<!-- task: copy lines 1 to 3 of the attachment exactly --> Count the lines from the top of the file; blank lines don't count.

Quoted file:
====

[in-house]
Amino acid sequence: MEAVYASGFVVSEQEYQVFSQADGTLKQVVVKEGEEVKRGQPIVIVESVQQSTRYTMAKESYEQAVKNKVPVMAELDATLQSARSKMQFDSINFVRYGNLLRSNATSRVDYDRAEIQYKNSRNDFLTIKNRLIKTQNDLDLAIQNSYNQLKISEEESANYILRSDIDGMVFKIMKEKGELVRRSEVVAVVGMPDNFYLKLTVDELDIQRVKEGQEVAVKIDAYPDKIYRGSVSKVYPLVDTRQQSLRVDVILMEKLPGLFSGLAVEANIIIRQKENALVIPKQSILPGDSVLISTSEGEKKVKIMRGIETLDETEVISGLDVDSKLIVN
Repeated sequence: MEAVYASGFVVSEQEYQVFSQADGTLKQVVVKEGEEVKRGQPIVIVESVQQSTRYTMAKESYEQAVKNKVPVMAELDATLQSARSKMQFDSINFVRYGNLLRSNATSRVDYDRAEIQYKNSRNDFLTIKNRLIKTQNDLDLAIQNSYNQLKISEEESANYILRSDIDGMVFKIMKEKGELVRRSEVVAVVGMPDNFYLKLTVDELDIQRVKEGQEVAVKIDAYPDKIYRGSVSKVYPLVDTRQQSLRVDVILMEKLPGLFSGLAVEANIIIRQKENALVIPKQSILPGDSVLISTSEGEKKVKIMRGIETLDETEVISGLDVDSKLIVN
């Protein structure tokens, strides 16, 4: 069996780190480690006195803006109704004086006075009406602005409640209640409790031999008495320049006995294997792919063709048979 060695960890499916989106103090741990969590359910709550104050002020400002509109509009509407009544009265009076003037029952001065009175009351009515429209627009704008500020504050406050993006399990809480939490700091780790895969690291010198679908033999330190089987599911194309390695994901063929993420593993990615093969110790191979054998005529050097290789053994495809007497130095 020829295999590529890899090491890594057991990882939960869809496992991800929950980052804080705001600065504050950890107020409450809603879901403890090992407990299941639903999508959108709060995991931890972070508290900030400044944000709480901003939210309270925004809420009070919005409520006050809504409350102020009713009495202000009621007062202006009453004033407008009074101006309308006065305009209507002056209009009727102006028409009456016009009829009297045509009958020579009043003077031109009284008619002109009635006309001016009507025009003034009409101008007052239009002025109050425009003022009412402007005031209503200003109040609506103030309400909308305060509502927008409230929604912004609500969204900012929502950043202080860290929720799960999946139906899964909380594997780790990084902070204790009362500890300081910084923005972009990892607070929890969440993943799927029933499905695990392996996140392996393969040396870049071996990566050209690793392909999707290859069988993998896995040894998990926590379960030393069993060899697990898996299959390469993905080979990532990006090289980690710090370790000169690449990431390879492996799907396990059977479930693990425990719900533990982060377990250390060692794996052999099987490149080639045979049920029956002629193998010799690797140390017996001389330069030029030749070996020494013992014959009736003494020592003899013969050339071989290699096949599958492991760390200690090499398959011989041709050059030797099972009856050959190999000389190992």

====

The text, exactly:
[in-house]
Amino acid sequence: MEAVYASGFVVSEQEYQVFSQADGTLKQVVVKEGEEVKRGQPIVIVESVQQSTRYTMAKESYEQAVKNKVPVMAELDATLQSARSKMQFDSINFVRYGNLLRSNATSRVDYDRAEIQYKNSRNDFLTIKNRLIKTQNDLDLAIQNSYNQLKISEEESANYILRSDIDGMVFKIMKEKGELVRRSEVVAVVGMPDNFYLKLTVDELDIQRVKEGQEVAVKIDAYPDKIYRGSVSKVYPLVDTRQQSLRVDVILMEKLPGLFSGLAVEANIIIRQKENALVIPKQSILPGDSVLISTSEGEKKVKIMRGIETLDETEVISGLDVDSKLIVN
Repeated sequence: MEAVYASGFVVSEQEYQVFSQADGTLKQVVVKEGEEVKRGQPIVIVESVQQSTRYTMAKESYEQAVKNKVPVMAELDATLQSARSKMQFDSINFVRYGNLLRSNATSRVDYDRAEIQYKNSRNDFLTIKNRLIKTQNDLDLAIQNSYNQLKISEEESANYILRSDIDGMVFKIMKEKGELVRRSEVVAVVGMPDNFYLKLTVDELDIQRVKEGQEVAVKIDAYPDKIYRGSVSKVYPLVDTRQQSLRVDVILMEKLPGLFSGLAVEANIIIRQKENALVIPKQSILPGDSVLISTSEGEKKVKIMRGIETLDETEVISGLDVDSKLIVN